email a friend iconprinter friendly iconNeanderthals
Page [ 9 ] of 10

Of all possible cultural buffers, perhaps the most important was the cushion of society itself. According to Erik Trinkaus, a Neanderthal social unit would have been about the size of an extended family. But in early modern human sites in Europe, Trinkaus said, "we start getting sites that represent larger populations." Simply living in a larger group has biological as well as social repercussions. Larger groups inevitably demand more social interactions, which goads the brain into greater activity during childhood and adolescence, creates pressure to increase the sophistication of language, and indirectly increases the average life span of group members. Longevity, in turn, increases intergenerational transmission of knowledge and creates what Chris Stringer calls a "culture of innovation"—the passage of practical survival skills and toolmaking technology from one generation to the next, and later between one group and another.

Whatever the suite of cultural buffers, they may well have provided an extra, albeit thin, layer of insulation against the harsh climatic stresses that Stringer argues peaked right around the time the Neanderthals vanished. Ice core data suggest that from about 30,000 years ago until the last glacial maximum about 18,000 years ago, the Earth's climate fluctuated wildly, sometimes within the space of decades. A few more people in the social unit, with a few more skills, might have given modern humans an edge when conditions turned harsh. "Not a vast edge," Stringer said. "Neanderthals were obviously well adapted to a colder climate. But with the superimposition of these extreme changes in climate on the competition with modern humans, I think that made the difference."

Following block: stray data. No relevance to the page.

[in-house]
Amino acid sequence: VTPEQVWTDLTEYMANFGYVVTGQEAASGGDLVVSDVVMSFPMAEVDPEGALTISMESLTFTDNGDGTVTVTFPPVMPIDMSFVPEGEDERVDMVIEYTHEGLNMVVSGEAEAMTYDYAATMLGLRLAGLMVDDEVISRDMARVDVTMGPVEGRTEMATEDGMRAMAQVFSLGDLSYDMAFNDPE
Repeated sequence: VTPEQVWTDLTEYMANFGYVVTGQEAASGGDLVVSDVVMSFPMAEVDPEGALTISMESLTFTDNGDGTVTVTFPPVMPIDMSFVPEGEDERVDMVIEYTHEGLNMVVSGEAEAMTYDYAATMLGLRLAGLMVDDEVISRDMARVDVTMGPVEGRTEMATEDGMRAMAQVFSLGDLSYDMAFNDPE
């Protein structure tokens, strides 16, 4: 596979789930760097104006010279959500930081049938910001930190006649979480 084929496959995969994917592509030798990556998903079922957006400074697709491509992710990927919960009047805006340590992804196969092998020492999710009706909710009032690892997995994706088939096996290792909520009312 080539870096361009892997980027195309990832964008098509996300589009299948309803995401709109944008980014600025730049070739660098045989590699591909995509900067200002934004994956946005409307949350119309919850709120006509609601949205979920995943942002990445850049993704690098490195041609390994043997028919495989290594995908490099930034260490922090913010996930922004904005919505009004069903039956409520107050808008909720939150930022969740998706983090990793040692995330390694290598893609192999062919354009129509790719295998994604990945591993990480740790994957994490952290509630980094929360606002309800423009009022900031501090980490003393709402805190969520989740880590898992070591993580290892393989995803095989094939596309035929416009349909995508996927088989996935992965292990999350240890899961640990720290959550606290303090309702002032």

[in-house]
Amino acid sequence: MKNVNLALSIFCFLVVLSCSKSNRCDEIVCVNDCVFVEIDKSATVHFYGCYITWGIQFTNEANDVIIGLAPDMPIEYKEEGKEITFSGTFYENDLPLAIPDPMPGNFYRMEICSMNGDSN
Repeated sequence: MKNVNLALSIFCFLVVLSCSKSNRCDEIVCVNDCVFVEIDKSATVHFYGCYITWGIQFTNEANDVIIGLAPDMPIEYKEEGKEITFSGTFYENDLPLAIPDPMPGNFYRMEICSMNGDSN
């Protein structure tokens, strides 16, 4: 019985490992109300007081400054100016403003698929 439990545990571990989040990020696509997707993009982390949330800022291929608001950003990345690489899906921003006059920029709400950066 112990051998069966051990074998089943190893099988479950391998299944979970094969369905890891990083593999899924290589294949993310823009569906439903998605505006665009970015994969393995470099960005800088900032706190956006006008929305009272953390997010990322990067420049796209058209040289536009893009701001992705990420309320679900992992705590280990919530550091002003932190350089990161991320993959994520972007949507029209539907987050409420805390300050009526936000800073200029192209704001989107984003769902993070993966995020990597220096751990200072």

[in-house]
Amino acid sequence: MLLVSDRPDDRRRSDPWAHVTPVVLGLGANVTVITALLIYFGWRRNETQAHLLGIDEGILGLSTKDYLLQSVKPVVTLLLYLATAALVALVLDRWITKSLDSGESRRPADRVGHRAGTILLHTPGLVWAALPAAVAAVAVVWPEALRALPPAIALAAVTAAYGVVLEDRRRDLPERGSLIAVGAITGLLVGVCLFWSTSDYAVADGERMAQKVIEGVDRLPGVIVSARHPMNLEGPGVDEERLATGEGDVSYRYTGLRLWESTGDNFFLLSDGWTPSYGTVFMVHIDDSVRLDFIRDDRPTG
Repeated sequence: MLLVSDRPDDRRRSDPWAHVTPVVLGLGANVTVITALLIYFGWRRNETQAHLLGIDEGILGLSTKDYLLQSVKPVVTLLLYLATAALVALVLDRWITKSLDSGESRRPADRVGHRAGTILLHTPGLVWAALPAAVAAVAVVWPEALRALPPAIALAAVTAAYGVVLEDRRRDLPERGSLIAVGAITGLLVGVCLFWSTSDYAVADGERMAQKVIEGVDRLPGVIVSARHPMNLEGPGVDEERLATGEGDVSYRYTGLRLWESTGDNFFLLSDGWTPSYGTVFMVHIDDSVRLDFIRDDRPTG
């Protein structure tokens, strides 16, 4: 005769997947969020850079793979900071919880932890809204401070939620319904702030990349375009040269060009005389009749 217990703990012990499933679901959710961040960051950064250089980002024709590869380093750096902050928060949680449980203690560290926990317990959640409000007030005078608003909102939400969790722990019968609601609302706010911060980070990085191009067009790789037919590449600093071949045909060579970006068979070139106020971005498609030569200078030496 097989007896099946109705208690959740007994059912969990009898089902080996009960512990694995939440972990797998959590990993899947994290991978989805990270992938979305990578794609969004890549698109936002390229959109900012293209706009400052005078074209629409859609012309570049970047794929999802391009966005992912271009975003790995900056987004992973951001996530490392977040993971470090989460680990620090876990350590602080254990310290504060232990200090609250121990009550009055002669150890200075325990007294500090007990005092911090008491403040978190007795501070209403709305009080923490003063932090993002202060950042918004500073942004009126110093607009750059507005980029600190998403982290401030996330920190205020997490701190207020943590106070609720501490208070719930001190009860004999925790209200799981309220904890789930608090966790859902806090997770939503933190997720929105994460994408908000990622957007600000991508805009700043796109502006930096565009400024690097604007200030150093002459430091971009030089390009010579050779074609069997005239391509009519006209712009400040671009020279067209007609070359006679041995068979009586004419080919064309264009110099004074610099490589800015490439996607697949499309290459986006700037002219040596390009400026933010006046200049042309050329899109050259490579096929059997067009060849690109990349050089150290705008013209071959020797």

Which leaves the final, delicate—and, as Jean-Jacques Hublin likes to say, politically incorrect—question that has bedeviled Neanderthal studies since the Out of Africa theory became generally accepted: Was the replacement by modern humans attenuated and peaceful, the Pleistocene version of kissing cousins, or was it relatively swift and hostile?

"Most Neanderthals and modern humans probably lived most of their lives without seeing each other," he said, carefully choosing his words. "The way I imagine it is that occasionally in these border areas, some of these guys would see each other at a distance…but I think the most likely thing is that they excluded each other from the landscape. Not just avoided, but excluded. We know from recent research on hunter-gatherers that they are much less peaceful than generally believed."

"Sometimes I just turn out the lights in here and think what it must have been like for them."

Page [ 9 ] of 10